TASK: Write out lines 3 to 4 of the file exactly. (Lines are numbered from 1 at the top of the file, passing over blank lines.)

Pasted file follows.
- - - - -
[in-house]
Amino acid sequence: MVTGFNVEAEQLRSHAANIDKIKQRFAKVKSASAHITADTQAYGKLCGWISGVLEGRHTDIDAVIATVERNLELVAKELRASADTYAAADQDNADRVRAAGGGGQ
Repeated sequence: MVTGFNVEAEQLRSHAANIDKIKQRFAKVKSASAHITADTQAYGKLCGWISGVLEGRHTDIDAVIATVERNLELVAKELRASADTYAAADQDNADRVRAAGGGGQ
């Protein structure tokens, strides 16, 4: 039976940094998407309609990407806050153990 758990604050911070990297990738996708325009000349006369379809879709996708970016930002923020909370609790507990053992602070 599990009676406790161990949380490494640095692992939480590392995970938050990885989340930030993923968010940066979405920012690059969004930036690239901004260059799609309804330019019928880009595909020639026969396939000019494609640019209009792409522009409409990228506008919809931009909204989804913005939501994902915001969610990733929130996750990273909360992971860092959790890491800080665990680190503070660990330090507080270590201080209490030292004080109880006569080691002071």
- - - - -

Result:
Repeated sequence: MVTGFNVEAEQLRSHAANIDKIKQRFAKVKSASAHITADTQAYGKLCGWISGVLEGRHTDIDAVIATVERNLELVAKELRASADTYAAADQDNADRVRAAGGGGQ
């Protein structure tokens, strides 16, 4: 039976940094998407309609990407806050153990 758990604050911070990297990738996708325009000349006369379809879709996708970016930002923020909370609790507990053992602070 599990009676406790161990949380490494640095692992939480590392995970938050990885989340930030993923968010940066979405920012690059969004930036690239901004260059799609309804330019019928880009595909020639026969396939000019494609640019209009792409522009409409990228506008919809931009909204989804913005939501994902915001969610990733929130996750990273909360992971860092959790890491800080665990680190503070660990330090507080270590201080209490030292004080109880006569080691002071």